Debbie Fuller Thomas: I get up at 6:00 and write until about 8:00 when I have to get ready for work. Then I begin again in the evening at about 7:00. Sometimes I fall asleep at my laptop. I’ve learned that when my head starts dipping, it’s time to quit. Nothing I type after that point makes any sense, and it’s more productive to get some sleep. I keep my notebook with me at all times, in case an idea comes to me at a stoplight, or at the doctor’s office, etc.
Oh, I know what you mean. I have a little black flip pad in my purse that often gets pulled out at the stoplight.
How important do you feel agent representation is in this industry for first sales?
Debbie Fuller Thomas: I owe my first book sale to my agent. She knows her business and looks out for me. The business changes too fast to try to stay on top of it, and she has relationships with editors that I could never have as a newbie.
How important is a platform to you?
Debbie Fuller Thomas: I didn’t have a platform to begin with, so it didn’t get me a sale. I think the platform will come out of my books, since it looks like there may be a common thread in the next one.
Regarding publishing, can you give us an idea of what time is involved in seeing your book on the shelf?
Debbie Fuller Thomas: I signed in October (the book was completed) and the book debuts June 1st. I think it is a rather quick turnaround, though. I did one rewrite with a wonderful, insightful editor. I don’t honestly know if that will be my experience the next time.
What does your publishing house expect of you with regard to self-promoting your novel?
Debbie Fuller Thomas: Travel to book signings, postcards & bookmarks (with book cover), book giveaways, blog tours, a website, book clubs, radio or TV interviews – to name a few.
You’re one busy woman. Thanks for sharing all this, Debbie, and I wish you much success in your writing. Do you have any final thoughts for weary authors-in-training?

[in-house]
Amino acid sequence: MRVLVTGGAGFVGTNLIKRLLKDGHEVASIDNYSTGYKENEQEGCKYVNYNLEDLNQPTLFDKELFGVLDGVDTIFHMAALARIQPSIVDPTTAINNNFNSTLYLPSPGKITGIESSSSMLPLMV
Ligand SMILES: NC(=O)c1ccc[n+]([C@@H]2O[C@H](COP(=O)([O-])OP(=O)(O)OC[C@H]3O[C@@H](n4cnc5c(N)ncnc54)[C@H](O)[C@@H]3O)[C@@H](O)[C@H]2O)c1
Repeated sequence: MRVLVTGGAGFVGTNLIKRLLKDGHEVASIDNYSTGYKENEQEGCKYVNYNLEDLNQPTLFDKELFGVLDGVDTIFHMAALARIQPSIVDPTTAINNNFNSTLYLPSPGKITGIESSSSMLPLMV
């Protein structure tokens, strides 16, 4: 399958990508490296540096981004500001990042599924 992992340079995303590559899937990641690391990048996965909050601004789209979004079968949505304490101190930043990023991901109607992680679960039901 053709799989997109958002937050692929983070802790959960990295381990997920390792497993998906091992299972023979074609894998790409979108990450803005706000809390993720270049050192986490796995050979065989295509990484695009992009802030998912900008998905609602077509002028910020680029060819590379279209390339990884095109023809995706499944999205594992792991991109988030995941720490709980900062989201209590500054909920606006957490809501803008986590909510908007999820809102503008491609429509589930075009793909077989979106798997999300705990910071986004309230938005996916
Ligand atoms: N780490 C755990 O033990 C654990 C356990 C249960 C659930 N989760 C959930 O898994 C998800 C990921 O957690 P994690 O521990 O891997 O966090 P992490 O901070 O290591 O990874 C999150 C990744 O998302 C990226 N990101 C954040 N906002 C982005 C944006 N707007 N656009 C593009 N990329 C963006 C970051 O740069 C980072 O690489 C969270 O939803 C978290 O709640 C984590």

Debbie Fuller Thomas: If you ever get to the point where you consider giving up, remember the times when someone who knows the business has told you that you have talent or a good idea. Keep a file of “warm fuzzies” for positive critique comments, inspiring quotes from your favorite authors (they struggled, too), or anything that reminds you that God has given you some talent. God sees the whole span of our lives and we only see short-term. He’s working, we just can’t see it.
Oh, I needed that. Thanks, Debbie! Please tell us a little about your new book, Tuesday Night at the Blue Moon.
Tuesday Night at the Blue Moon
Release date: June 1, 2008
Moody Publishers, Women’s Fiction
Release date: June 1, 2008
Moody Publishers, Women’s Fiction
A mother discovers the child she lost was switched at birth.A daughter discovers the family she lost was never hers.
I got the idea for this story from an article in People magazine about two toddlers switched at birth. It was the day of my last radiation treatment for breast cancer, and my family was waiting in the loaded car to drive to Disneyland. Along the way, I got inspired and started writing in the car. When we arrived, my family badgered me until I set it aside, but the story kept going in my head.
Debbie, thanks for sharing and I pray for continued health and many more books from you. I look forward to getting my hands on a copy of Tuesday Night at the Blue Moon.
Remember to leave a comment in this posting with an augmented e-mail address to be entered into the drawing to win a copy of Tuesday Night at the Blue Moon by Debbie Fuller Thomas. The draw will take place Wednesday, June 11, 2008 at 9:00 pm Eastern time.
June 12 Update: Congratulations to ChristyJan. You won! Thanks to all who entered and I wish you all the best of luck next time.
Blessings and Good luck to everyone!